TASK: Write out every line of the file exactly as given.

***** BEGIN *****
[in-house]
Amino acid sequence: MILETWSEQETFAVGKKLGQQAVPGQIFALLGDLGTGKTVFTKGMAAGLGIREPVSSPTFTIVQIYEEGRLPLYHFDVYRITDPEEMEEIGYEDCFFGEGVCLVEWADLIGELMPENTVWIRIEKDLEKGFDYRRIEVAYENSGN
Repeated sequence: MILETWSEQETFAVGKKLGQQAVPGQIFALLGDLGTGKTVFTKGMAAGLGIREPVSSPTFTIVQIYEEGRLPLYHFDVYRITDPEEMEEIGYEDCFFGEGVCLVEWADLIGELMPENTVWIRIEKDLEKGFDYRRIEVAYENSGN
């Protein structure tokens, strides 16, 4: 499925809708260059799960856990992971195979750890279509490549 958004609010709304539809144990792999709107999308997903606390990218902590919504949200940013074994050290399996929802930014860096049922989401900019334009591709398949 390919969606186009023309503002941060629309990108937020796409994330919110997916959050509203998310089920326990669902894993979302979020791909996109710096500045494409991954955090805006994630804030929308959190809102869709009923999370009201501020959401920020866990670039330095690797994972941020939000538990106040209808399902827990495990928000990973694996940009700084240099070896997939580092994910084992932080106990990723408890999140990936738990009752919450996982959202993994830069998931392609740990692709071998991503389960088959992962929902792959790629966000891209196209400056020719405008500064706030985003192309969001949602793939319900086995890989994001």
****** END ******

[in-house]
Amino acid sequence: MILETWSEQETFAVGKKLGQQAVPGQIFALLGDLGTGKTVFTKGMAAGLGIREPVSSPTFTIVQIYEEGRLPLYHFDVYRITDPEEMEEIGYEDCFFGEGVCLVEWADLIGELMPENTVWIRIEKDLEKGFDYRRIEVAYENSGN
Repeated sequence: MILETWSEQETFAVGKKLGQQAVPGQIFALLGDLGTGKTVFTKGMAAGLGIREPVSSPTFTIVQIYEEGRLPLYHFDVYRITDPEEMEEIGYEDCFFGEGVCLVEWADLIGELMPENTVWIRIEKDLEKGFDYRRIEVAYENSGN
């Protein structure tokens, strides 16, 4: 499925809708260059799960856990992971195979750890279509490549 958004609010709304539809144990792999709107999308997903606390990218902590919504949200940013074994050290399996929802930014860096049922989401900019334009591709398949 390919969606186009023309503002941060629309990108937020796409994330919110997916959050509203998310089920326990669902894993979302979020791909996109710096500045494409991954955090805006994630804030929308959190809102869709009923999370009201501020959401920020866990670039330095690797994972941020939000538990106040209808399902827990495990928000990973694996940009700084240099070896997939580092994910084992932080106990990723408890999140990936738990009752919450996982959202993994830069998931392609740990692709071998991503389960088959992962929902792959790629966000891209196209400056020719405008500064706030985003192309969001949602793939319900086995890989994001």